More likely, people I meet will show up in a book like the ninety-two year old WWII nurse who kept up with us just fine or the plumber who for some reason never got the meal he ordered.  They can be inserted anywhere, in any story.  I collect characters like I do plots I gather from overhearing conversations.  Yes, the threat that you might show up in one of my novels is real, but you probably won't recognize your fictionalized self.  At least, I hope not! Anyhow, I always announce at the introductions that I write romance novels, so they have been warned.
     Just a caution--you cannot write off your travels as research trips on your taxes unless you are a real travel writer who is not being reimbursed. Wouldn't it be divine if you could? On my list--Australia and Italy, Scotland and Iceland. I'd better get busy writing and rebuilding my modest travel fund. Too bad Ashy Affair got off to such a bad start with the defective e-books. I hoped it would be a nice moneymaker like its companion, Trashy Affair, which got me to Alaska. Actually, a trip to Spain costs less than Alaska as did my stay in Costa Rica. This coming year, I might have to drive somewhere.

Friday, October 7, 2016

Publishing Disasters

     I've been writing for ten years and been published for six, not all that long a time, yet I have experienced my share of publishing disasters. The worst came this week. An Ashy Affair, a companion piece to Trashy Affair, came out last Friday. Pre-sales were good. While an author doesn't always know how a book will be received, this was my sure thing, a funny, sexy book with a happy ending and a little mystery and pathos thrown in. As usual, I awaited my first review--which said the book was terrible with an awful ending. Huh? It ends with an HEA wedding. I thought the person must be a troll as she gave no details about the story and reported the abuse to Amazon.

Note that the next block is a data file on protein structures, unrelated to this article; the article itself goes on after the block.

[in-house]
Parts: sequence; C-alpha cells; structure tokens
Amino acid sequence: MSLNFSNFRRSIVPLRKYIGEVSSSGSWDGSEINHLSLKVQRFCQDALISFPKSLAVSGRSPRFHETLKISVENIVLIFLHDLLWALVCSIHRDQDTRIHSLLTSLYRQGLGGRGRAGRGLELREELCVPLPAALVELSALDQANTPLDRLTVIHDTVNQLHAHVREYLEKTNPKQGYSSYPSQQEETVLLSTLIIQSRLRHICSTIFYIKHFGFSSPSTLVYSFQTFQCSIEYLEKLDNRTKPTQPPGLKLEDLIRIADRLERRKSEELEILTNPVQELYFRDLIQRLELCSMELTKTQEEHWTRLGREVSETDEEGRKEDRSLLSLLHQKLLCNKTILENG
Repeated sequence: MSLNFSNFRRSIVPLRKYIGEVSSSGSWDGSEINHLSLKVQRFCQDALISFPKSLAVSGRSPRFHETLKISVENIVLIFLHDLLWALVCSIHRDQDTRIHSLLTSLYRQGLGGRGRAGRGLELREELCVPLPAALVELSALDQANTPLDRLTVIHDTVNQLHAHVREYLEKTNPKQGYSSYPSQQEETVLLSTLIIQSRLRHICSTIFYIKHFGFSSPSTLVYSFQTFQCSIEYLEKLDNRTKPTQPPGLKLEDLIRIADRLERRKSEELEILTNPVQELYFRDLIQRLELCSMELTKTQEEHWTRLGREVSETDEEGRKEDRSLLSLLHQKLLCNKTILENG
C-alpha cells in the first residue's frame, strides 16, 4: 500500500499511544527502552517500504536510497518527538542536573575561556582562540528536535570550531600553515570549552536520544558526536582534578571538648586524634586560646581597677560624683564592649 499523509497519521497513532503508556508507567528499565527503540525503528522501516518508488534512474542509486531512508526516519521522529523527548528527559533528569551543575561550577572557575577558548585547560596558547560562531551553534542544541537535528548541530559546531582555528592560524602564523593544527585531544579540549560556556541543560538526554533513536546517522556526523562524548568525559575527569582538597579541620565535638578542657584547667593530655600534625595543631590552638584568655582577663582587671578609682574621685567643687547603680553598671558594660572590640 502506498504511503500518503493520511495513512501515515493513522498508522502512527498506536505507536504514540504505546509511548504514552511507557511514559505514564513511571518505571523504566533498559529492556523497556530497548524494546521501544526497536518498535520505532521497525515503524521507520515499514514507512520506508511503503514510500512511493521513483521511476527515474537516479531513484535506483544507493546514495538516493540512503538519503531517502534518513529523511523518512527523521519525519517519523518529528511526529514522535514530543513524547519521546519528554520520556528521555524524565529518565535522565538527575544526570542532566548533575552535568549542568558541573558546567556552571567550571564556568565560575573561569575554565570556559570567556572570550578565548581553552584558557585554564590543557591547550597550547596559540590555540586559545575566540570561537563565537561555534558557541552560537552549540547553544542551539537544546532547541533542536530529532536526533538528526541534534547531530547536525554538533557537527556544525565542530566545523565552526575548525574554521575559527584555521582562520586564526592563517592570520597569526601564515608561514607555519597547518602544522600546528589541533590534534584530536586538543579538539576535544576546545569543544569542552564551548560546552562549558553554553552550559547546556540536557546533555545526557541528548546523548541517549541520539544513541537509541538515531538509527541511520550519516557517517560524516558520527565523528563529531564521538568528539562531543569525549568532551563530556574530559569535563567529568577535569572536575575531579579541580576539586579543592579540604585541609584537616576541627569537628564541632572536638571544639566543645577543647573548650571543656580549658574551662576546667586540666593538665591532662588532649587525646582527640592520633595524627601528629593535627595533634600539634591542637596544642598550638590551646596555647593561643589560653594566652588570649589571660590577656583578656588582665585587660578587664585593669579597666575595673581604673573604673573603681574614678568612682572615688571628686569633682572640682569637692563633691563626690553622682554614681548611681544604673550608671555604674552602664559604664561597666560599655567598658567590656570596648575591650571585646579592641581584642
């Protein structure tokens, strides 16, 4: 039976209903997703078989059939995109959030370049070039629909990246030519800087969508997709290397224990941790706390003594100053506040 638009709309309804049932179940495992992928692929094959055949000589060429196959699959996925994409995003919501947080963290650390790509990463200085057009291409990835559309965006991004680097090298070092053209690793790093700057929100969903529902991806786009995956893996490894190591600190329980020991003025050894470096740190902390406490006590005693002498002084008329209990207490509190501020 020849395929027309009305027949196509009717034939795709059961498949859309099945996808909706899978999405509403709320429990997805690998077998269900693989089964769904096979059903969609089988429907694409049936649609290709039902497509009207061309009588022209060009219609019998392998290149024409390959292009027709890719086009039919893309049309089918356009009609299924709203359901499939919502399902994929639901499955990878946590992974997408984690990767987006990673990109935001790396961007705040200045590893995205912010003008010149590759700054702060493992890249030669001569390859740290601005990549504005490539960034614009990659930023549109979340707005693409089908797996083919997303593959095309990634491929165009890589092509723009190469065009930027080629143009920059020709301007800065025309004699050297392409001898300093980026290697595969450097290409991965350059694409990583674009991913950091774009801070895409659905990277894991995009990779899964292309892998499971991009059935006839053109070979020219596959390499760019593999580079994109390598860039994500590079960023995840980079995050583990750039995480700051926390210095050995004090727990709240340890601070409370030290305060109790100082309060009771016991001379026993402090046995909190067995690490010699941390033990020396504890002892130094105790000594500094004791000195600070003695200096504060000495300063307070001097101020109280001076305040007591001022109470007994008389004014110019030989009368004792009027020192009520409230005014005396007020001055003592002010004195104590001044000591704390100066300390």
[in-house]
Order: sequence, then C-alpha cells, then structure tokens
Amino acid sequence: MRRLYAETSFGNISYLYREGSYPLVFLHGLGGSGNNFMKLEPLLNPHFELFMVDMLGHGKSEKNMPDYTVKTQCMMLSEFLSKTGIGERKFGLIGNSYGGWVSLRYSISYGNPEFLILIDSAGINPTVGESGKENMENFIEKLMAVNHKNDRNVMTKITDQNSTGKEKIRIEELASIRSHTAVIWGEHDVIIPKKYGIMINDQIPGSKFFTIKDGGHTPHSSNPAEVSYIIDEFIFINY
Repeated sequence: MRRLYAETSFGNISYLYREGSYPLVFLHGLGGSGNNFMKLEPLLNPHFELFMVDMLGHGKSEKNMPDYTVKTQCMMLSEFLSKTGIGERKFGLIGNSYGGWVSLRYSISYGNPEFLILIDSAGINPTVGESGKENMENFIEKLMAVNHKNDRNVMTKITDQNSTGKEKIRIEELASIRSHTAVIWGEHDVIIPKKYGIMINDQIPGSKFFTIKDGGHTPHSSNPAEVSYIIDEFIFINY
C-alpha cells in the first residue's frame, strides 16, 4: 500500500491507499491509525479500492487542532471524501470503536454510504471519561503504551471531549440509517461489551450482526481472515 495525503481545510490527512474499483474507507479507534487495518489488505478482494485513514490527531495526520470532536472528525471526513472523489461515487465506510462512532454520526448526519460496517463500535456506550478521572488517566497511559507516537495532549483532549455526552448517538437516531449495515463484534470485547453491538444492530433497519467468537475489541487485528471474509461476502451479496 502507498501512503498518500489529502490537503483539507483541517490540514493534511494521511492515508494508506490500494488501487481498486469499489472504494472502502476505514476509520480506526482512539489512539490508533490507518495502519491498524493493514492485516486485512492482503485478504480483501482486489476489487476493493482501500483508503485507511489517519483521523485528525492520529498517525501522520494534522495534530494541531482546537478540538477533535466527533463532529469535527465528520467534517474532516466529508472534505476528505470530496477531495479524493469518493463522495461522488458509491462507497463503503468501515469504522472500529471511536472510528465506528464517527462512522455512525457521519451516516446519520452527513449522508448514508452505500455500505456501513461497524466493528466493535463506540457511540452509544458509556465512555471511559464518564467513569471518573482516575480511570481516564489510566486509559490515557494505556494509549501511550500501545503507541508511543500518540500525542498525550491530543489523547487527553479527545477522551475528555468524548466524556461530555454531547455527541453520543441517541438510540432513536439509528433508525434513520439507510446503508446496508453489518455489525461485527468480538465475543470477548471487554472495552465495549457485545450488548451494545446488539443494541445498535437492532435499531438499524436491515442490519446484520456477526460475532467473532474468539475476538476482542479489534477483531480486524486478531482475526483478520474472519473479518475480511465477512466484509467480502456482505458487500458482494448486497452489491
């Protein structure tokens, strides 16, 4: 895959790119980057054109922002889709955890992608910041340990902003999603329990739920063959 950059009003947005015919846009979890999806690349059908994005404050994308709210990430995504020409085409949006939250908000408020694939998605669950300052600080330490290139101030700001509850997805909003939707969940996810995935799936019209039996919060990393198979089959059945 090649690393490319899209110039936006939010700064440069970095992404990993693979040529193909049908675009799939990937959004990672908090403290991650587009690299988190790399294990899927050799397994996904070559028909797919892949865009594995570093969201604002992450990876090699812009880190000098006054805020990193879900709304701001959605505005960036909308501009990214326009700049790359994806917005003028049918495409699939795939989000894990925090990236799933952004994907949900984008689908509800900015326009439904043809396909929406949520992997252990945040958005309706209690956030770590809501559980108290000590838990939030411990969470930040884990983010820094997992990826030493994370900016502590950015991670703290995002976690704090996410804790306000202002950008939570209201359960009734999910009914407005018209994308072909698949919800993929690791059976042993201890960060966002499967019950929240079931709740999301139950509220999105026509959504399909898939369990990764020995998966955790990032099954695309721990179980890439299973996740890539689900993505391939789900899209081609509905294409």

Next review, not as bad, good characters, etc. but made no sense, went nowhere, abrupt ending. Now, I am totally perplexed. Finally, a loyal reader contacted me personally to say she didn't understand why I ended the very short book of 122 pages so strangely during a lunch between two sisters. Ah-ha! The book has 342 pages and 29 chapters. Readers and worse, reviewers, were getting less than half of the book. I reported this immediately to my publisher, their fault, a computer glitch, but the damage has been done, I am afraid. Who is going to look at those comments and want to buy the book? Some good reviews are filtering in, but it may take months to repair this damage. Often people buy and store books on their readers and might not get to the defective copy for a long time--and then there will be more bad reviews. Of course they can trade it in for a good one, but will they bother? Worse, Ashy Affair was sent to NetGalley, a review source from which came some of the worse remarks. I did notify those reviewers that their copies had been faulty, but so far none have changed their opinions.  Yes, I shed some tears over this.  Ashy will never be the book it was intended to be.